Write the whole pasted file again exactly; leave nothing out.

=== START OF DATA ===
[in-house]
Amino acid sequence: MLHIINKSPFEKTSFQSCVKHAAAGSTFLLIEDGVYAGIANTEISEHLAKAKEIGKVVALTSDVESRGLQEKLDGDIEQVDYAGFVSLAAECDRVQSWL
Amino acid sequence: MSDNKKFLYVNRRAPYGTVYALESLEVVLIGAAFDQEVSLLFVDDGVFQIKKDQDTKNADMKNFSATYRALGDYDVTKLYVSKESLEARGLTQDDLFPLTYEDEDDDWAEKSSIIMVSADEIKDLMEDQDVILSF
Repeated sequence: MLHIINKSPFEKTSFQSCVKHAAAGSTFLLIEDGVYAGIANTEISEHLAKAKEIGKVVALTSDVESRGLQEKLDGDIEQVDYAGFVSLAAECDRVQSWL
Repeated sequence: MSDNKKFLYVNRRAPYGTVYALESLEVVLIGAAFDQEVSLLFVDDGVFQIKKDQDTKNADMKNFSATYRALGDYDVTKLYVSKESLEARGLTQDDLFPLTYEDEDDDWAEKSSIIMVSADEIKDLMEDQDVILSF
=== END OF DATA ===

[in-house]
Amino acid sequence: MLHIINKSPFEKTSFQSCVKHAAAGSTFLLIEDGVYAGIANTEISEHLAKAKEIGKVVALTSDVESRGLQEKLDGDIEQVDYAGFVSLAAECDRVQSWL
Amino acid sequence: MSDNKKFLYVNRRAPYGTVYALESLEVVLIGAAFDQEVSLLFVDDGVFQIKKDQDTKNADMKNFSATYRALGDYDVTKLYVSKESLEARGLTQDDLFPLTYEDEDDDWAEKSSIIMVSADEIKDLMEDQDVILSF
Repeated sequence: MLHIINKSPFEKTSFQSCVKHAAAGSTFLLIEDGVYAGIANTEISEHLAKAKEIGKVVALTSDVESRGLQEKLDGDIEQVDYAGFVSLAAECDRVQSWL
Repeated sequence: MSDNKKFLYVNRRAPYGTVYALESLEVVLIGAAFDQEVSLLFVDDGVFQIKKDQDTKNADMKNFSATYRALGDYDVTKLYVSKESLEARGLTQDDLFPLTYEDEDDDWAEKSSIIMVSADEIKDLMEDQDVILSF